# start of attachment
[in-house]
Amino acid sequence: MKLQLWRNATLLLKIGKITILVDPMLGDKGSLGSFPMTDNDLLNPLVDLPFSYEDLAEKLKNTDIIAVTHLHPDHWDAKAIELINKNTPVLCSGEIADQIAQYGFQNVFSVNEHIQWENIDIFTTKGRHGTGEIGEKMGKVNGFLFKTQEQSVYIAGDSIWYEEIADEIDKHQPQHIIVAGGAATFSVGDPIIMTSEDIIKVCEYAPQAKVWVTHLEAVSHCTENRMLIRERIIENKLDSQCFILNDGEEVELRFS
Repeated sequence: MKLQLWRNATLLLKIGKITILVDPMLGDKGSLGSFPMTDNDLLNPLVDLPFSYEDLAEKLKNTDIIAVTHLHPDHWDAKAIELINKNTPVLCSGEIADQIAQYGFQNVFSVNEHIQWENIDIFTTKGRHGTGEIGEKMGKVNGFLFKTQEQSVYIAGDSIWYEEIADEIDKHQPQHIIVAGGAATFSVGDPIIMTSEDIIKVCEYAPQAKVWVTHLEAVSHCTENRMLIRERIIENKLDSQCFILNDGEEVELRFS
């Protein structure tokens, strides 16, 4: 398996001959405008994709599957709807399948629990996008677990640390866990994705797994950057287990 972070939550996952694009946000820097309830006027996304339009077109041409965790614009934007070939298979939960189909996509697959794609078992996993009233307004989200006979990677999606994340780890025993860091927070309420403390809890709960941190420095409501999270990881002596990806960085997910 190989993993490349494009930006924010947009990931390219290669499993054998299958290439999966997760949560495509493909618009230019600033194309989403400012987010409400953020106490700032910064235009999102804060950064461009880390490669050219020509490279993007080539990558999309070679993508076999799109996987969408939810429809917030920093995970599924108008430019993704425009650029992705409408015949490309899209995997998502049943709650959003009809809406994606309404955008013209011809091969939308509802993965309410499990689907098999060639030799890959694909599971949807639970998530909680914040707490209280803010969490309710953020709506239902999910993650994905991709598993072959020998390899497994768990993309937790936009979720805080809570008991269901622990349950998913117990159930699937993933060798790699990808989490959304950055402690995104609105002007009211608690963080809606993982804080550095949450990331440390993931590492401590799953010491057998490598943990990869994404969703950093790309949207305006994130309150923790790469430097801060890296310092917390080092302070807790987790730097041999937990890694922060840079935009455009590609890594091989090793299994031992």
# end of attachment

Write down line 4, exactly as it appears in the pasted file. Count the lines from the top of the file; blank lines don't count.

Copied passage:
């Protein structure tokens, strides 16, 4: 398996001959405008994709599957709807399948629990996008677990640390866990994705797994950057287990 972070939550996952694009946000820097309830006027996304339009077109041409965790614009934007070939298979939960189909996509697959794609078992996993009233307004989200006979990677999606994340780890025993860091927070309420403390809890709960941190420095409501999270990881002596990806960085997910 190989993993490349494009930006924010947009990931390219290669499993054998299958290439999966997760949560495509493909618009230019600033194309989403400012987010409400953020106490700032910064235009999102804060950064461009880390490669050219020509490279993007080539990558999309070679993508076999799109996987969408939810429809917030920093995970599924108008430019993704425009650029992705409408015949490309899209995997998502049943709650959003009809809406994606309404955008013209011809091969939308509802993965309410499990689907098999060639030799890959694909599971949807639970998530909680914040707490209280803010969490309710953020709506239902999910993650994905991709598993072959020998390899497994768990993309937790936009979720805080809570008991269901622990349950998913117990159930699937993933060798790699990808989490959304950055402690995104609105002007009211608690963080809606993982804080550095949450990331440390993931590492401590799953010491057998490598943990990869994404969703950093790309949207305006994130309150923790790469430097801060890296310092917390080092302070807790987790730097041999937990890694922060840079935009455009590609890594091989090793299994031992």